There are many feral cat programs that spay or neuter and vaccinate cats that they can place in your barn. These are cats that are used to fending for themselves but arent in a safe area. The different groups relocate them to safer areas. Just another option to your rodent problem.
One site is www.barncats.org I believe there are links to other similar programs.
...And of course there's always cats. Barn owls do a good job also. There are plenty of control techniques available, but the important thing is to not waste time choosing one because the weather will be cooling down soon, and rodents like to stay warm just like humans do. Also, they are prolific breeders.
I had rat problems for years. It seems that the traps only pissed them off, so I have had to resort to the poison. As long as I keep the poison hid in certan places, no more rats.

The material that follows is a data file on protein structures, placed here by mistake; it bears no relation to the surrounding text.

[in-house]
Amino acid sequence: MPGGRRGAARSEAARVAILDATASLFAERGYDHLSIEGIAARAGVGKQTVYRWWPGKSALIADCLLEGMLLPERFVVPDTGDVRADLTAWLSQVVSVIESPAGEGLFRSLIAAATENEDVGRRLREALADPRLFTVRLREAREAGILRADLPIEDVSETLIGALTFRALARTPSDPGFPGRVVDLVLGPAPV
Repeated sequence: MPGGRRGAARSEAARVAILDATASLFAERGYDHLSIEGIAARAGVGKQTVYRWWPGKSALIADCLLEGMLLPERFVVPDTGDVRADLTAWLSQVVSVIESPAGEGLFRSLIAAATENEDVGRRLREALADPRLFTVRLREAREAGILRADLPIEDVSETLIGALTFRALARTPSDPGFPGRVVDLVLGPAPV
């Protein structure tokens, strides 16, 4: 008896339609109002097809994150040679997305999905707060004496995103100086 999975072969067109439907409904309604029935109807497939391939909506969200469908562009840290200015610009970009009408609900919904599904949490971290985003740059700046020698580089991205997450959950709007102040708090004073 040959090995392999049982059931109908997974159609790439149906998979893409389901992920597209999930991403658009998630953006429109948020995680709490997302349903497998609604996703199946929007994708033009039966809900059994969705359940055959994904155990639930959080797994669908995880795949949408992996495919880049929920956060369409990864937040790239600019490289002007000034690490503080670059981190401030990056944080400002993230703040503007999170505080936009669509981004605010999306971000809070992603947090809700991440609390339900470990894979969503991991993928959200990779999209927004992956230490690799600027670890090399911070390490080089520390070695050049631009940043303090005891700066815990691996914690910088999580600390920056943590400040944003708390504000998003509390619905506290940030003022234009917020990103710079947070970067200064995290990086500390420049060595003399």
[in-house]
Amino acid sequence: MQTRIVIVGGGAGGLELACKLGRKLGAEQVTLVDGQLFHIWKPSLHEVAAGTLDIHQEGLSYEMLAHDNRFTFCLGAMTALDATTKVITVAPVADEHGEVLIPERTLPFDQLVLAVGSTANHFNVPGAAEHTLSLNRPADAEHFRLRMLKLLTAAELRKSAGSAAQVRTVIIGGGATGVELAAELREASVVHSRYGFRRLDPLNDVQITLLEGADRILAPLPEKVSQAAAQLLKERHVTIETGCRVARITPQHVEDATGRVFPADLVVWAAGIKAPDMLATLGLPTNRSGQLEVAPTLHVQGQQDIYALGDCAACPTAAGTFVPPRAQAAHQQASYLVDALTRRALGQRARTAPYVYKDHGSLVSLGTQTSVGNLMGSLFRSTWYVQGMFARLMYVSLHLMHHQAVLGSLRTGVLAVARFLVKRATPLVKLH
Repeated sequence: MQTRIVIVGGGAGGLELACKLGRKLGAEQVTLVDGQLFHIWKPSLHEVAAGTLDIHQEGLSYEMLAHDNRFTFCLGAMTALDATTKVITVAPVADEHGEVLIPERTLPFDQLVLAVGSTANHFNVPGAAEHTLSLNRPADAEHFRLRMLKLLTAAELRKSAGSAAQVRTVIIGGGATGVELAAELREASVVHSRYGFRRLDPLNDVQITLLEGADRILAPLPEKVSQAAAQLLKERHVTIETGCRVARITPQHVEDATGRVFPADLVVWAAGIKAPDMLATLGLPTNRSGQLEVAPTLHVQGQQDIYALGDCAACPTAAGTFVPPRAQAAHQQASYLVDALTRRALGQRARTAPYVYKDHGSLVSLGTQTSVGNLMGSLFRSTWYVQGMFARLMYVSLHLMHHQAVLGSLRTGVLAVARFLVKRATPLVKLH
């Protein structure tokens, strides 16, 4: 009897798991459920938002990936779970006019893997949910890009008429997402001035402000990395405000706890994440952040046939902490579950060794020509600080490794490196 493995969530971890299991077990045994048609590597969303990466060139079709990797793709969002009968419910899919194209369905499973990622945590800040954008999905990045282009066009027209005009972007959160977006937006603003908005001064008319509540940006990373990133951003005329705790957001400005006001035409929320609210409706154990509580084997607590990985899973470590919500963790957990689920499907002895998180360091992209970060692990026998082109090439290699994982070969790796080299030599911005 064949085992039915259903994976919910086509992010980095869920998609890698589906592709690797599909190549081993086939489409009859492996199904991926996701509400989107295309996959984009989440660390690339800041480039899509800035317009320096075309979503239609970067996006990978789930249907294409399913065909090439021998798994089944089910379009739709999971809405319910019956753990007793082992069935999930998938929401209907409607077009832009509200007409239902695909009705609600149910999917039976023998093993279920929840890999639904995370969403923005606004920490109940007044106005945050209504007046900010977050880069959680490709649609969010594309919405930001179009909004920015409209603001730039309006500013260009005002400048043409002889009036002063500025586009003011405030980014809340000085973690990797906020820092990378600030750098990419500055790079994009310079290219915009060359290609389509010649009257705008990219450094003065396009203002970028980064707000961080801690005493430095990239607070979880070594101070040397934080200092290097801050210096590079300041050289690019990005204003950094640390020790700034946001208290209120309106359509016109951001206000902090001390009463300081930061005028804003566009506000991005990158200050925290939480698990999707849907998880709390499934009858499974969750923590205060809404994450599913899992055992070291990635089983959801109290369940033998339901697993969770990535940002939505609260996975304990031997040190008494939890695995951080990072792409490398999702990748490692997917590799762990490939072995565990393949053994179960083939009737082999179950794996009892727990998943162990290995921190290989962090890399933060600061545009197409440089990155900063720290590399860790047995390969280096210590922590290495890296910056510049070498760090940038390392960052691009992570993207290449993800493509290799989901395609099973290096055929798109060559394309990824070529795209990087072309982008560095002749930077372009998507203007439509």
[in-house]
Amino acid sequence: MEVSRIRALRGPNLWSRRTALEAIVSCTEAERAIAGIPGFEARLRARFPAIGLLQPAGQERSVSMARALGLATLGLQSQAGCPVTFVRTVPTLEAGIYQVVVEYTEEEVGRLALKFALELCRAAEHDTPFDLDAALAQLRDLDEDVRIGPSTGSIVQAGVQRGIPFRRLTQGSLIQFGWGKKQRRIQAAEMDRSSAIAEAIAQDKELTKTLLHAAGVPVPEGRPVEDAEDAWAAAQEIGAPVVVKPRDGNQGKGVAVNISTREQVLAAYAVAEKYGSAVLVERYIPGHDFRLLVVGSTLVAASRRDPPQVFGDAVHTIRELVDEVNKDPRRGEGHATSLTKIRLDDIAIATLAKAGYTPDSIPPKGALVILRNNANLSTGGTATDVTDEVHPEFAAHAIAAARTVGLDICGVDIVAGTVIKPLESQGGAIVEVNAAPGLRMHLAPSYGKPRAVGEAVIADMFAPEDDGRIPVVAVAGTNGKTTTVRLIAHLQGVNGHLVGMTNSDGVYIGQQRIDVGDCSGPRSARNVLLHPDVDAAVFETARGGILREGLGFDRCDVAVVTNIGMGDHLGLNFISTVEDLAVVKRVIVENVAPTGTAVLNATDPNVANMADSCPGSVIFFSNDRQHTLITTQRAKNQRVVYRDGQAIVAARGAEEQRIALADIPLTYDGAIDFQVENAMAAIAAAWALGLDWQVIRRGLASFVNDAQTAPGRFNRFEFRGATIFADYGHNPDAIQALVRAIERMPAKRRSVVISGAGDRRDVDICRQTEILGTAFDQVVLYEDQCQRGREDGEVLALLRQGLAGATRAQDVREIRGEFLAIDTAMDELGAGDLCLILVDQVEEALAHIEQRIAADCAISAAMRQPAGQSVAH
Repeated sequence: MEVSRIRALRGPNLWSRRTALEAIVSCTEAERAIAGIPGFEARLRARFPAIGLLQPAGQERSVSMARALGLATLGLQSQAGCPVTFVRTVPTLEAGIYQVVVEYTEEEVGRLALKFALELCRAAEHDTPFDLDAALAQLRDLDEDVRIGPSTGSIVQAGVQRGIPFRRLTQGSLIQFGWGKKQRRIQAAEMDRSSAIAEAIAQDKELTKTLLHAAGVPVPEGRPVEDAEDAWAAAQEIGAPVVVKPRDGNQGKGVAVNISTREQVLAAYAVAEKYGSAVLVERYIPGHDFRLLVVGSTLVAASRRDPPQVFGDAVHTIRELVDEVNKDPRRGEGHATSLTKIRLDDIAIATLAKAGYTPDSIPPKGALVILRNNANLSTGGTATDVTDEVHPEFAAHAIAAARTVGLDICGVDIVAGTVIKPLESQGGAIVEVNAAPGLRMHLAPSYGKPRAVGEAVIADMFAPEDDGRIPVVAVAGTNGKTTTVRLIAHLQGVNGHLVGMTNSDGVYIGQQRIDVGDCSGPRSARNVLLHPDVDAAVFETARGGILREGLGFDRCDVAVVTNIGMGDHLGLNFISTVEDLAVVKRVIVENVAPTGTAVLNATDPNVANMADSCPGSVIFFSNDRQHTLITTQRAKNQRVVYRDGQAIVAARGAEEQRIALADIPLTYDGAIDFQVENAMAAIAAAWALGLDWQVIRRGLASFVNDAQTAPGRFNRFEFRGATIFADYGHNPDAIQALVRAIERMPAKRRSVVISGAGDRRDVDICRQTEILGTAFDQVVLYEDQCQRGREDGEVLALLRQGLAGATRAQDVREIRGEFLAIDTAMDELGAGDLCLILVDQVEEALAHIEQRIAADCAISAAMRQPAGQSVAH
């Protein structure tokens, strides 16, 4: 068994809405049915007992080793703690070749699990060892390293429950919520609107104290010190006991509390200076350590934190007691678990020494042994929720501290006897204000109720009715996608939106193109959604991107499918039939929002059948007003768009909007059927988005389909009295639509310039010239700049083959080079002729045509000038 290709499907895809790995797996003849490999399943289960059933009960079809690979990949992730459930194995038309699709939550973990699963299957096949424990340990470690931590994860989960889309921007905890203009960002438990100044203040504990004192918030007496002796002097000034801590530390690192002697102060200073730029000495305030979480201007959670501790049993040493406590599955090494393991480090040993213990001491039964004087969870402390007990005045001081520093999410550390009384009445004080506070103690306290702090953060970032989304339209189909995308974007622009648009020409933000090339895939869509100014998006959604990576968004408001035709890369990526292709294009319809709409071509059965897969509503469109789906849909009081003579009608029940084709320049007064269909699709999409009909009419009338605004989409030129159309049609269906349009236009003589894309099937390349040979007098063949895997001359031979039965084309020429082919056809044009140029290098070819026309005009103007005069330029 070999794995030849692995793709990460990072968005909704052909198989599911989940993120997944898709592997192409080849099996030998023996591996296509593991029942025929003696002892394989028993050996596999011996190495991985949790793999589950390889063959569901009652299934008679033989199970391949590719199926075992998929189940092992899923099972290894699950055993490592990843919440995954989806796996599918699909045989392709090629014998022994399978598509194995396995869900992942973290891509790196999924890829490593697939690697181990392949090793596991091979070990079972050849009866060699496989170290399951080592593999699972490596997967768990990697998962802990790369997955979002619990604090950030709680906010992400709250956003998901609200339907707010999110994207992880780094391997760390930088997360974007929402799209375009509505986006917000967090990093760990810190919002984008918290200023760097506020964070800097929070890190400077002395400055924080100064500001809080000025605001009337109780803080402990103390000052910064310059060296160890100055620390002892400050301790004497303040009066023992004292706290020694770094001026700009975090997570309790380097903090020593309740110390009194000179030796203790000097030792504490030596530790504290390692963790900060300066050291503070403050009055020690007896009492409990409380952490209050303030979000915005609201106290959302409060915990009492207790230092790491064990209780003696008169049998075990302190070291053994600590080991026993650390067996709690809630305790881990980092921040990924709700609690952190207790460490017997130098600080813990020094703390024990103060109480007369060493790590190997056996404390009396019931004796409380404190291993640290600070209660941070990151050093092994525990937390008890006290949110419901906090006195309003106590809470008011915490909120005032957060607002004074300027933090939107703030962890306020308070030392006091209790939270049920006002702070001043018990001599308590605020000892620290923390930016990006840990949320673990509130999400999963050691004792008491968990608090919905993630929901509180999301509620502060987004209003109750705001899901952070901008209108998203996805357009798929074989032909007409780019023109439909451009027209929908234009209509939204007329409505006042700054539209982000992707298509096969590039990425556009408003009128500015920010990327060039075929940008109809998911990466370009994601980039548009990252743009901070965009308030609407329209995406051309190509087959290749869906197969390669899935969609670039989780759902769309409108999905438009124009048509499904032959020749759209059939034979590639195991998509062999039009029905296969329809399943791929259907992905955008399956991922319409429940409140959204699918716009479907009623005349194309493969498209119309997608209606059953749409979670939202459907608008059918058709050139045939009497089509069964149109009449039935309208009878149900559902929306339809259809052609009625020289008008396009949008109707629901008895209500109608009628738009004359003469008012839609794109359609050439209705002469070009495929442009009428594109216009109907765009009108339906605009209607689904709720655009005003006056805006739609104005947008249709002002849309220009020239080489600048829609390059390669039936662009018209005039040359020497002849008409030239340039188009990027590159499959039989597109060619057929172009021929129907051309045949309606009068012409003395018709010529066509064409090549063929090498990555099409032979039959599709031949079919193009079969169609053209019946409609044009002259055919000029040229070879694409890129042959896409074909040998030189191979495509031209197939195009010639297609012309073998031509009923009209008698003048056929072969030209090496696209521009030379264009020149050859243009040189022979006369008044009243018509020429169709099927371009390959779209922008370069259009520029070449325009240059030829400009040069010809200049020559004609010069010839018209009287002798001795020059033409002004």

The poison you are looking at that takes 4 to 5 days to kill would be Diaphacinone
What you need is the active ingredient Brodificoum which kills in about 24 hours
If it is Brodificoum that you are talking about then the instructions are giving you the approximate time for rats to start dying once they take the bait which can sometimes takes a few days
Modern rodenticides have Ipecac added to lessen the chance of non target exposure to the poison
rats can not throw up but cat's dogs and kids can
Pesticides killing power is based on milligrams per kilograms of active ingredient
It takes a milligram of active ingredient per kilogram of body weight to work
If you look at the percentage of active ingredient in a product you will see that a very small amount of AI is available for pets or kids to eat
Baits are formulated to be attractive to the target pest